Remember that the primary reason that scientists sample is to increase the precision with which they can estimate population quantities of interest. Let us think of the sample mean, $\overline{y}$,  as estimating the population mean, $\mu$  (the Greek letter mu).  It is important to know how close $\overline{y}$ is to $\mu$.  The quantification for this is known as the standard error of the mean (SE). This is expressed as follows.

$SE=\frac{s}{\sqrt{n}}$ .

For the lupine plant height data,

$SE=\frac{15.28}{\sqrt{18}}=3.60$ .

Expand to see a brief note on rounding appropriate to calculations like this one.

For data such as lupine heights, it would make no sense to report a standard deviation or standard error with a large number of significant figures. In our case, with the data only recorded to whole integers, one could argue that it is good practice to report these values to the nearest tenth: s=15.3 and SE=3.6.  However, when a value is used as part of an additional computation — like using the standard deviation in calculating the standard error — it is important to avoid rounding. To 5 significant figures (as reported in the R software), $\overline{y}=74.66667$ and $s=15.28167$. It is always wise to use the unrounded value for intermediate calculations.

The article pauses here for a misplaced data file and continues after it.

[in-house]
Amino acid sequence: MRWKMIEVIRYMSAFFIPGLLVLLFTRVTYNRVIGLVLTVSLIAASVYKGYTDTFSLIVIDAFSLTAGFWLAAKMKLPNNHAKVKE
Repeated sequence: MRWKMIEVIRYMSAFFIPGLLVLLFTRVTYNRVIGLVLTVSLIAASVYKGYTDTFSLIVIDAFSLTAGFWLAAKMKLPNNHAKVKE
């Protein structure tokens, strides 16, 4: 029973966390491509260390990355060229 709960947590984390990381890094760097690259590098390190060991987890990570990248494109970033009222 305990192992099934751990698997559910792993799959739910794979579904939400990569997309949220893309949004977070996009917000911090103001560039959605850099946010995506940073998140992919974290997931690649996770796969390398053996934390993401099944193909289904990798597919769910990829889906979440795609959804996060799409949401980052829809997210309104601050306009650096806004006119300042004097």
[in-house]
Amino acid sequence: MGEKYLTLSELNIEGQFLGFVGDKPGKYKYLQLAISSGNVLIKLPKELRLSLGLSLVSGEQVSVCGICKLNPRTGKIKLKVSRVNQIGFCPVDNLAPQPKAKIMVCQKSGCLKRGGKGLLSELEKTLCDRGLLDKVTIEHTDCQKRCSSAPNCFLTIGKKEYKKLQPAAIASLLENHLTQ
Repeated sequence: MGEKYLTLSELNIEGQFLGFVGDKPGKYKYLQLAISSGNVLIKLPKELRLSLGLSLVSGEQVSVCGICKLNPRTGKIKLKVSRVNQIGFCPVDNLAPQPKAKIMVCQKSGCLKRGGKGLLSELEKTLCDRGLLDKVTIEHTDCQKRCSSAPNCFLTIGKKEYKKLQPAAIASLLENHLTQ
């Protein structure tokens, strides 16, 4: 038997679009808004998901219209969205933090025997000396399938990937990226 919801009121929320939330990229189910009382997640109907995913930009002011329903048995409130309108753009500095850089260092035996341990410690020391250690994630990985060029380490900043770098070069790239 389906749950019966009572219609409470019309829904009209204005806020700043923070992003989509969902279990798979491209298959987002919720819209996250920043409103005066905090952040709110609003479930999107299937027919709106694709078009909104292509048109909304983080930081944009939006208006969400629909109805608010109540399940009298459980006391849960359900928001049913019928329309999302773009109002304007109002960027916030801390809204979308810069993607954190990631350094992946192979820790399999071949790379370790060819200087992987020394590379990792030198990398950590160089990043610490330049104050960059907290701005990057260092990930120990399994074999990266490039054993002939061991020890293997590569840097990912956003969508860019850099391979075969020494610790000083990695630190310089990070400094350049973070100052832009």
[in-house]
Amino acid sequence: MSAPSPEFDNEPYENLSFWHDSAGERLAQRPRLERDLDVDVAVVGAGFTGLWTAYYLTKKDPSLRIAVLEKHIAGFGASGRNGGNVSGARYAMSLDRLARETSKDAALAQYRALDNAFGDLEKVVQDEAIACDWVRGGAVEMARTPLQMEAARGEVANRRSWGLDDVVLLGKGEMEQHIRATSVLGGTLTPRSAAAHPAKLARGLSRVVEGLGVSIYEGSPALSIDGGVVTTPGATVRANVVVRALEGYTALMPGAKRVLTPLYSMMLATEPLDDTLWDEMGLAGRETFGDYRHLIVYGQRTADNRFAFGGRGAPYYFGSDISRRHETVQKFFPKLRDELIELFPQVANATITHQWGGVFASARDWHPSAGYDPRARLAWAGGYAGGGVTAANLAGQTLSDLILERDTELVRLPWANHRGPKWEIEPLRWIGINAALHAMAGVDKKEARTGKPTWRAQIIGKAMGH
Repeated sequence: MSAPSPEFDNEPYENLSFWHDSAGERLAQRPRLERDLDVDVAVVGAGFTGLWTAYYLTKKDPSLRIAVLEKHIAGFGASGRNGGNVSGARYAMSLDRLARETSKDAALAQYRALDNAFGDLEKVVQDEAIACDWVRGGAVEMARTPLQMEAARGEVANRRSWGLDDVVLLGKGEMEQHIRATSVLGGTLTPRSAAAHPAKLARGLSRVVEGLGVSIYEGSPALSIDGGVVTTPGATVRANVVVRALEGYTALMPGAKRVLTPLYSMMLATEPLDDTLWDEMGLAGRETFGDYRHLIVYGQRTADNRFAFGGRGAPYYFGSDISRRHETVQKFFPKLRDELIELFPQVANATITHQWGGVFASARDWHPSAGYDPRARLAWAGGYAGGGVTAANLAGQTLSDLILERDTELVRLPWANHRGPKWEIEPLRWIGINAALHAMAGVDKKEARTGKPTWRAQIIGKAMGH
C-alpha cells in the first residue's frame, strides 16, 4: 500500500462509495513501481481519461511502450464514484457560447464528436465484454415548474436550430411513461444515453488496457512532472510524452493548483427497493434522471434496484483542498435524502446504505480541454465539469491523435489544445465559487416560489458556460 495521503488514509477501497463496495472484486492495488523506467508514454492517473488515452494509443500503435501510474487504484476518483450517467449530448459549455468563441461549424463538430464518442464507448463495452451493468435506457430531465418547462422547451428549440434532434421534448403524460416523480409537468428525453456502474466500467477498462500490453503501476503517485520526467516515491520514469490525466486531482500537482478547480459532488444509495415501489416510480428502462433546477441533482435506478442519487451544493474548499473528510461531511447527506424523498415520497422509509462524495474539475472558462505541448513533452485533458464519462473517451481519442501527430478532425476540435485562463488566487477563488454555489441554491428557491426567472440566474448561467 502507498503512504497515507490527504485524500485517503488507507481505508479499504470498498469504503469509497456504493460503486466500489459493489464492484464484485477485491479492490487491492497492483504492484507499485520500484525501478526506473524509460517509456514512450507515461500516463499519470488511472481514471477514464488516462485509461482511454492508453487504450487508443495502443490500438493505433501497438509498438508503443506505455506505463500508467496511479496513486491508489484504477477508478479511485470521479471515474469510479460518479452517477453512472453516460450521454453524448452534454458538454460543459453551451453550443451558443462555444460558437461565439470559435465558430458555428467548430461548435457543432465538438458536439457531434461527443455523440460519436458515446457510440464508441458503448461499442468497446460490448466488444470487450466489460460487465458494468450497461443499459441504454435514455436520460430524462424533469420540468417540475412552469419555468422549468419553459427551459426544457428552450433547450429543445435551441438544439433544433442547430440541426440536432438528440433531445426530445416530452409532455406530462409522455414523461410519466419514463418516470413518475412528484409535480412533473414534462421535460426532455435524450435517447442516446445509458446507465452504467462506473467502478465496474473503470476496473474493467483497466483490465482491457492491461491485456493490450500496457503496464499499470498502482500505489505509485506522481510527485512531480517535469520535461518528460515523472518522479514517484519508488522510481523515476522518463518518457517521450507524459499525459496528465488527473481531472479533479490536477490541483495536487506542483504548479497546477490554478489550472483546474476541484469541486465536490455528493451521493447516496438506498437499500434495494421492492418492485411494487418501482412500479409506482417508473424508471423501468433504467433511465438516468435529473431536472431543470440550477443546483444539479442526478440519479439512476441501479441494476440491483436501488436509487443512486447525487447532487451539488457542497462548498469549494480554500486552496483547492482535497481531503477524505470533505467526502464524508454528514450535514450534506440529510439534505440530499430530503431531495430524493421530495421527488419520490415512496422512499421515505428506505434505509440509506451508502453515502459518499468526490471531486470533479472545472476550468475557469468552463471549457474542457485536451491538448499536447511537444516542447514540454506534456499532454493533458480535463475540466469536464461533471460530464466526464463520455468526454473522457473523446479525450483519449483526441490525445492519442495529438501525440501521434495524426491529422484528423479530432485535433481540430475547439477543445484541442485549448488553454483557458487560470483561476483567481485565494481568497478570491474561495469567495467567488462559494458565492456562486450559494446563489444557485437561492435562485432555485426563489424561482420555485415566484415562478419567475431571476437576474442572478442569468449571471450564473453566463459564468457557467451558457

As we can see, the standard error decreases as the sample size increases.  Thus, as the sample size gets larger, we are able to estimate the value in which we are interested — the true mean height of all lupine plants in the Biocore Prairie $\mu$ in this case — with more precision.

The standard error (SE) is a measure of the uncertainty in estimating the population mean from sample data. The smaller the SE, the more confidence scientists have in using their sample mean to estimate the true population mean.

Larger sample sizes give us more precision.   No matter how large the underlying variance (or standard deviation) of the variable of interest is — lupine plant height in this case — we can achieve the precision in estimation that we wish to achieve by increasing the sample size.

Larger sample sizes lead to smaller SE values.